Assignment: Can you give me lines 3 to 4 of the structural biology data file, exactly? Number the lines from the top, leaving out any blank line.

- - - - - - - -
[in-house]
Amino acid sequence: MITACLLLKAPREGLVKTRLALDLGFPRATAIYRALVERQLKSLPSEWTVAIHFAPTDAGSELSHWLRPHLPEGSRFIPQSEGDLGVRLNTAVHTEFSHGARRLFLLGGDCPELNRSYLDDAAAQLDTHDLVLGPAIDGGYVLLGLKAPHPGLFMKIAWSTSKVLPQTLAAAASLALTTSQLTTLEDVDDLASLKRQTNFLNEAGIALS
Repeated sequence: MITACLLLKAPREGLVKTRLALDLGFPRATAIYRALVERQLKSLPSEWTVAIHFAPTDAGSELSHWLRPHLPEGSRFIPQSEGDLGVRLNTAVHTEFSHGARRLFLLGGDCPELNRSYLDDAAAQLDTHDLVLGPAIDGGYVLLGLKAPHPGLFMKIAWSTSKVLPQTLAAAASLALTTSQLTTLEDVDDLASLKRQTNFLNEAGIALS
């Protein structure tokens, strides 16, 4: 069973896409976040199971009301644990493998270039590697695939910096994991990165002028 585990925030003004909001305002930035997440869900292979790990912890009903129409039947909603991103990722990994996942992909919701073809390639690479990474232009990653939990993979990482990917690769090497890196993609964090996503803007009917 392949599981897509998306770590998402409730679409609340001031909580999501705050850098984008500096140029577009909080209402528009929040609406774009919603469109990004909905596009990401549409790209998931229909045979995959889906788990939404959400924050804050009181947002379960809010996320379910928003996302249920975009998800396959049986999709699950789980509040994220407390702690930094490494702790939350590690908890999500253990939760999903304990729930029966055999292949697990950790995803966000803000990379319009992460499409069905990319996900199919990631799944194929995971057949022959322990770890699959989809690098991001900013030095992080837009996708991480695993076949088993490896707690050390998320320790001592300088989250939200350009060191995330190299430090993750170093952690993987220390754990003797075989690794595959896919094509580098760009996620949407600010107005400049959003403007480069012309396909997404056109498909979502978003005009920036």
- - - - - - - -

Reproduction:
Repeated sequence: MITACLLLKAPREGLVKTRLALDLGFPRATAIYRALVERQLKSLPSEWTVAIHFAPTDAGSELSHWLRPHLPEGSRFIPQSEGDLGVRLNTAVHTEFSHGARRLFLLGGDCPELNRSYLDDAAAQLDTHDLVLGPAIDGGYVLLGLKAPHPGLFMKIAWSTSKVLPQTLAAAASLALTTSQLTTLEDVDDLASLKRQTNFLNEAGIALS
């Protein structure tokens, strides 16, 4: 069973896409976040199971009301644990493998270039590697695939910096994991990165002028 585990925030003004909001305002930035997440869900292979790990912890009903129409039947909603991103990722990994996942992909919701073809390639690479990474232009990653939990993979990482990917690769090497890196993609964090996503803007009917 392949599981897509998306770590998402409730679409609340001031909580999501705050850098984008500096140029577009909080209402528009929040609406774009919603469109990004909905596009990401549409790209998931229909045979995959889906788990939404959400924050804050009181947002379960809010996320379910928003996302249920975009998800396959049986999709699950789980509040994220407390702690930094490494702790939350590690908890999500253990939760999903304990729930029966055999292949697990950790995803966000803000990379319009992460499409069905990319996900199919990631799944194929995971057949022959322990770890699959989809690098991001900013030095992080837009996708991480695993076949088993490896707690050390998320320790001592300088989250939200350009060191995330190299430090993750170093952690993987220390754990003797075989690794595959896919094509580098760009996620949407600010107005400049959003403007480069012309396909997404056109498909979502978003005009920036």